Beach House Diaries: The Dog Days of Summer

dog sleeping on couch

Some people love travel, some people love pups, and some people love both -- which explains why an increasing number of hotels now promote themselves as being pet-friendly. Even big luxury brands are catering to dog devotees with packages that include everything from "peticures" to "bone-a-petite" dining options (Ritz-Carlton's Central Park location, for one, can provide four-legged guests with gold-plated ID tags and rain-proof Burberry trench coats).

But if dogs could tell you where they would like to go on vacation they'd probably say "a beach house." Whether nestled in pines or fringed by palms, such places promise sun, sea and off-leash liberty plus quality time with beloved owners. It's a combination that canines find irresistible. My dog is a case in point: when she sees our Pictou Island gear being retrieved from its off-season basement hiding place, her entire backside starts to vibrate (since her tail is a mere stump, wagging it alone has little impact).

For the record, that's about as animated as my cocker spaniel ever gets. When we originally brought her home, the elementary school-aged siblings who were supposed to be her primary caregivers were so enthralled by her drooping, Dumbo-esque ears that they promptly named her Flopsey. Over time, though, she has become plain "Flops" -- partly for the sake of convenience and partly because it is the verb that most accurately describes her favorite activity.

My dog's lazy demeanor has occasionally been questioned. An acquaintance who fancies herself an animal psychologist once hinted in hushed tones that it was evidence of low self-esteem: the theory being that Flops felt inadequate living in a part of the world that is famous for its big working breeds (I was reminded that Labrador Retrievers, Newfoundlands and Nova Scotia Duck Tollers all originated in Atlantic Canada), and so she's simply stopped trying.

Her issues, I was earnestly told, could be resolved with a little positive reinforcement. However, I rather admire Flops' unapologetic indolence. After all, she has clearly mastered the lost art of lounging and adopted a daily routine -- rotating from bed to deck to beach -- that many of us over-worked, stress-hobbled human vacationers can only aspire to.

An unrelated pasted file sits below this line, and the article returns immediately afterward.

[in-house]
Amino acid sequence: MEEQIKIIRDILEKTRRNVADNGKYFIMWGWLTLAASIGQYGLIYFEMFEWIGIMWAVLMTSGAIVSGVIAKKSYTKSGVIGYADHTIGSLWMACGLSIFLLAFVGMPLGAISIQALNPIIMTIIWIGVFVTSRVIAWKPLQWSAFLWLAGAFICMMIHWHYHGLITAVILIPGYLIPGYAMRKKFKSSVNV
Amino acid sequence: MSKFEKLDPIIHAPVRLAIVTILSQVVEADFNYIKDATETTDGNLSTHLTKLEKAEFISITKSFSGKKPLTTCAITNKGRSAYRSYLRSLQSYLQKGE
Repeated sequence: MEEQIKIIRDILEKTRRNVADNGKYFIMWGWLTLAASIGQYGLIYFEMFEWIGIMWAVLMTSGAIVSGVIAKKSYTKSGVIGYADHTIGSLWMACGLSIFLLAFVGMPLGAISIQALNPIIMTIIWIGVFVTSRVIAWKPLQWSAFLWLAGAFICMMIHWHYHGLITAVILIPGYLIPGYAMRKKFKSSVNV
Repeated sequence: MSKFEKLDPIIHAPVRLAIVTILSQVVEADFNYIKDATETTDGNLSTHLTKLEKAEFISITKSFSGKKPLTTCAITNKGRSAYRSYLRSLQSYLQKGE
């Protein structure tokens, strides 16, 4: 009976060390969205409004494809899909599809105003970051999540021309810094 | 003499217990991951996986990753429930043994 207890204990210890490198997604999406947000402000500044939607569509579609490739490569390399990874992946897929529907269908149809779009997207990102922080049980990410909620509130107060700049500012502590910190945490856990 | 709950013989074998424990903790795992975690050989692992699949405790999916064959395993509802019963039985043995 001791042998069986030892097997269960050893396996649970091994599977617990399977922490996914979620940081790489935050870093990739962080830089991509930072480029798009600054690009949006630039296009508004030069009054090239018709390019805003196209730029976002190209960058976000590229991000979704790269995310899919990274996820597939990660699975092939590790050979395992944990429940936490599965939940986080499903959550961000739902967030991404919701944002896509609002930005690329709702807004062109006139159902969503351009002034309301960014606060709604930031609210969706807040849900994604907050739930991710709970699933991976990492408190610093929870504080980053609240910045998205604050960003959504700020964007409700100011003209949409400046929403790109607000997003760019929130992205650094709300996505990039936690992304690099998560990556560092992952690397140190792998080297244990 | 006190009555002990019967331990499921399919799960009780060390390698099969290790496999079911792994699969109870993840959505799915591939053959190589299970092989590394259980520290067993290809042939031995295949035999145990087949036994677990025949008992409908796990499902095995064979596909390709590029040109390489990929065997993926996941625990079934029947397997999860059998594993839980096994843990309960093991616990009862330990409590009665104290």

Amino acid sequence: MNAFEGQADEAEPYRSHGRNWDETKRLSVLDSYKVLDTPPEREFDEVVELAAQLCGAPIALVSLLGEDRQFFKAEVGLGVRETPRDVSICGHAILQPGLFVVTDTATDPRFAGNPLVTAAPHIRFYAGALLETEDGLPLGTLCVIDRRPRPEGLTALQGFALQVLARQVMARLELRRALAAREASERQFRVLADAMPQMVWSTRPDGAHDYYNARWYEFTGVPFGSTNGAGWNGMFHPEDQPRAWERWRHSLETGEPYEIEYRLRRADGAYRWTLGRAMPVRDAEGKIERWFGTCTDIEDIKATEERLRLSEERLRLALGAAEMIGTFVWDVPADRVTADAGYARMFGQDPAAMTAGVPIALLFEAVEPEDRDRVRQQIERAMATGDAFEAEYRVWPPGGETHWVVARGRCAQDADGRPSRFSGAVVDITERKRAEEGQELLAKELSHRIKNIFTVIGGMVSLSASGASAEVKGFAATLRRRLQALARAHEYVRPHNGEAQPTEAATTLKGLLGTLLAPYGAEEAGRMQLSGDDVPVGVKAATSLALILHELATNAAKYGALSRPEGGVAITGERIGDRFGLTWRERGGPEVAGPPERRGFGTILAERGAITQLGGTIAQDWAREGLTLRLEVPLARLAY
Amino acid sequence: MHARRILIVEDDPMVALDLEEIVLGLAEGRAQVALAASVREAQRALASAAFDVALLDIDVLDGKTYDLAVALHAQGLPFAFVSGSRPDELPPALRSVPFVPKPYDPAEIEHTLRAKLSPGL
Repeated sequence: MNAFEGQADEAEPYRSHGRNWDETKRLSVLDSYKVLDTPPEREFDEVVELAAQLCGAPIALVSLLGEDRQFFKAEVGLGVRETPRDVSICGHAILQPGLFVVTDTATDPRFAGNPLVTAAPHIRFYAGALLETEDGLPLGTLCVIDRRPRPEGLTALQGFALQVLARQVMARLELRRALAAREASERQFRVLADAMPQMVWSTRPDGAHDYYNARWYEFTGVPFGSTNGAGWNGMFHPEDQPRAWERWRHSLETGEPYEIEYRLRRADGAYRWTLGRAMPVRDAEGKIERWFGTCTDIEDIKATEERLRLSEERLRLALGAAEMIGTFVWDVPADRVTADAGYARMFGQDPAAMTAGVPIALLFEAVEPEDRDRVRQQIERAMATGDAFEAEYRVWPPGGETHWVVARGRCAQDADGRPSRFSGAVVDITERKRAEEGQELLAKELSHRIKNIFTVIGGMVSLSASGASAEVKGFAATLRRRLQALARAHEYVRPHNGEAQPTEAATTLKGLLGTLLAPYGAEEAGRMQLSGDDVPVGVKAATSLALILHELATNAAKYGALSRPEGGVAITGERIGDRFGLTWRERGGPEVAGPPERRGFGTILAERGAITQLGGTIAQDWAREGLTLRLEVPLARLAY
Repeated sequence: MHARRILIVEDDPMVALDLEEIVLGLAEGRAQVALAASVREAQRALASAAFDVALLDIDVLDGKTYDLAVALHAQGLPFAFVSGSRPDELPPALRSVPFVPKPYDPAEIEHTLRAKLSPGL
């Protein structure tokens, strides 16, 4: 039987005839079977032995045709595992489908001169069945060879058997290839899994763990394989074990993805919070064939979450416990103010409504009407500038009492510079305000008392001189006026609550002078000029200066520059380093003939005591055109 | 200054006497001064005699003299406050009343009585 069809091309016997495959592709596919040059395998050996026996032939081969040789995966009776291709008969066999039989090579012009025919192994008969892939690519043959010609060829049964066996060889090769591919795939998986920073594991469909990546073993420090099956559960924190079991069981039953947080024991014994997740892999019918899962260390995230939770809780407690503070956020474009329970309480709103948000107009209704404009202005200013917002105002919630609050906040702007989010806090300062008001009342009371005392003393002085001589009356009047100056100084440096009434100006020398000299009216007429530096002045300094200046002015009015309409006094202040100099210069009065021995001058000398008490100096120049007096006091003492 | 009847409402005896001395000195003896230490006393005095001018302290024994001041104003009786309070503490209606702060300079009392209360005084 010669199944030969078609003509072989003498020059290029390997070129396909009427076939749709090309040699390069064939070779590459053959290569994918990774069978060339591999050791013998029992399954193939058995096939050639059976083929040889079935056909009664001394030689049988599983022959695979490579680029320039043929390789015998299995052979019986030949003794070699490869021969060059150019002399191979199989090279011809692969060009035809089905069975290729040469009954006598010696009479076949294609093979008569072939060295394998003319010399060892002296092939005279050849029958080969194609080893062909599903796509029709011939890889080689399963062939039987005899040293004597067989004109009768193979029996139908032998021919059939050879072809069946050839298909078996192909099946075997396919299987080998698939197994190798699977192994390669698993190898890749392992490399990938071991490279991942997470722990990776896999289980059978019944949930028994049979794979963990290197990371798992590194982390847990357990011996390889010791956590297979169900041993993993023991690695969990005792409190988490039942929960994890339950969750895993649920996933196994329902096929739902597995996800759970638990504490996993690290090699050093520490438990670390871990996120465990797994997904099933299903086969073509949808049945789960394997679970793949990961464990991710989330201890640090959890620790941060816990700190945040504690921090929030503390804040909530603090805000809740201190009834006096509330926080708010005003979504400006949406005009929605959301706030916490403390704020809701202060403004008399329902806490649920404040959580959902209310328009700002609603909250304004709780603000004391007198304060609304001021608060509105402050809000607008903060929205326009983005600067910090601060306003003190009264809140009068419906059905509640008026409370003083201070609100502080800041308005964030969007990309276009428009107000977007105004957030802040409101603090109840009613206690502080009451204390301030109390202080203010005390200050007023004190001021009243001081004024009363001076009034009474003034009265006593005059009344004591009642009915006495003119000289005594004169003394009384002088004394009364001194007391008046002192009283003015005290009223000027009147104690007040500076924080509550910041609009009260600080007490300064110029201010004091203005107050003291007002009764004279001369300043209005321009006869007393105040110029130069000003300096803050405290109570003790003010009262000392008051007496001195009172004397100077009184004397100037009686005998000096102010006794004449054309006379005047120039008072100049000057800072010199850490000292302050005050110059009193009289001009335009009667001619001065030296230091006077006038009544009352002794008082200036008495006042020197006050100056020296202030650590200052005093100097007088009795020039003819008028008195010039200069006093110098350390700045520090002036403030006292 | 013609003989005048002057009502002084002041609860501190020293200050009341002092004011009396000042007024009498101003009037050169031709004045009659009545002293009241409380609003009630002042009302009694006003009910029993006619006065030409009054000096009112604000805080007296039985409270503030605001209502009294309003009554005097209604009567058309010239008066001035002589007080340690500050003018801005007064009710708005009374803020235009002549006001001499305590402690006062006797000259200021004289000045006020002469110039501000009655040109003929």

Admittedly there are times when I wish she would make a bit of an effort. From my beachfront perch, I'll often watch neighbors' pets bound into the water and swim off energetically. Flops, on the other hand, disdains the dog paddle, preferring to be a dog paddled... specifically in a kayak, while she sprawls Cleopatra-style on a cozy nest of lifejackets. Similarly, I will observe pooches playing fetch for hours, their exuberance never waning. Mine? The single stick she has ever expressed interest in is kind that has a bubbly, just-roasted marshmallow attached to it.

What makes her lackadaisical approach to life even odder is that, being a cocker spaniel, Flops herself is technically a working animal whose ancestors were bred as hunters (woodcocks were the prey of choice, hence their name). Nevertheless, she'll amble right past a blue heron at the water's edge without batting an eyelash. I take this to be evidence of utter indifference or blissed-out oblivion because it's hard to ignore a bird that stands as tall as a third grader -- especially when it unfurls its feathers like an avenging angel, revealing a six-foot wingspan in the process.

The ubiquitous bunnies here don't merit much attention either: Flops will, at most, chase one a couple of paces before swallowing her instincts (or her pride) and turning around. Visiting pets typically elicit the same reaction, except with a slow-rolling growl added for good measure. I know the latter seems anti-social and obedience classes could likely put an end to it. Yet it seems too late in the game to be teaching my old dog new tricks. Besides she already understands the two basic commands that coincidentally sum up my own beach house creed: "Sit" and "Stay."

Next: 6 Tips for Vacationing with Dogs

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Each week writer Susan MacCallum-Whitcomb will report on summer beach house life from her vacation home on Pictou Island, Nova Scotia. Follow along for a glimpse of the shore, plus tips on what to pack, how to entertain guests and how to relax at your own beach house.
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